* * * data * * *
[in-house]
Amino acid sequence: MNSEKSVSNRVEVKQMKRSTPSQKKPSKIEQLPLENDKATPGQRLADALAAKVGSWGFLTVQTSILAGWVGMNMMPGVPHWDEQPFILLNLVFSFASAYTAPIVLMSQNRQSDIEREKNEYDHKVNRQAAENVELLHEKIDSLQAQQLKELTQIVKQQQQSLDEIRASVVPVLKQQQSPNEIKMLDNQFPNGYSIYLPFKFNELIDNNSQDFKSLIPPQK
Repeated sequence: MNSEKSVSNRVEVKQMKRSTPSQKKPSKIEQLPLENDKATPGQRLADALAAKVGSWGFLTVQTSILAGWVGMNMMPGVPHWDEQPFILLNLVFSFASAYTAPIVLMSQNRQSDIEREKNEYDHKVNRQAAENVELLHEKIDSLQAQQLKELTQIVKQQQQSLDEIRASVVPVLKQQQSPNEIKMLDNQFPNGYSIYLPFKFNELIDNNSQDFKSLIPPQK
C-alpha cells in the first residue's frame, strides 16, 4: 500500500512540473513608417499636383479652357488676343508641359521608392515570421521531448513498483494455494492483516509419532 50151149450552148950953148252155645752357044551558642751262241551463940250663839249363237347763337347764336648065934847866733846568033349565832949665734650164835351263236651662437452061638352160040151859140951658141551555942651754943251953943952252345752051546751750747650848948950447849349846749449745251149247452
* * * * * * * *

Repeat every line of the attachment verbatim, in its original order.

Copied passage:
[in-house]
Amino acid sequence: MNSEKSVSNRVEVKQMKRSTPSQKKPSKIEQLPLENDKATPGQRLADALAAKVGSWGFLTVQTSILAGWVGMNMMPGVPHWDEQPFILLNLVFSFASAYTAPIVLMSQNRQSDIEREKNEYDHKVNRQAAENVELLHEKIDSLQAQQLKELTQIVKQQQQSLDEIRASVVPVLKQQQSPNEIKMLDNQFPNGYSIYLPFKFNELIDNNSQDFKSLIPPQK
Repeated sequence: MNSEKSVSNRVEVKQMKRSTPSQKKPSKIEQLPLENDKATPGQRLADALAAKVGSWGFLTVQTSILAGWVGMNMMPGVPHWDEQPFILLNLVFSFASAYTAPIVLMSQNRQSDIEREKNEYDHKVNRQAAENVELLHEKIDSLQAQQLKELTQIVKQQQQSLDEIRASVVPVLKQQQSPNEIKMLDNQFPNGYSIYLPFKFNELIDNNSQDFKSLIPPQK
C-alpha cells in the first residue's frame, strides 16, 4: 500500500512540473513608417499636383479652357488676343508641359521608392515570421521531448513498483494455494492483516509419532 50151149450552148950953148252155645752357044551558642751262241551463940250663839249363237347763337347764336648065934847866733846568033349565832949665734650164835351263236651662437452061638352160040151859140951658141551555942651754943251953943952252345752051546751750747650848948950447849349846749449745251149247452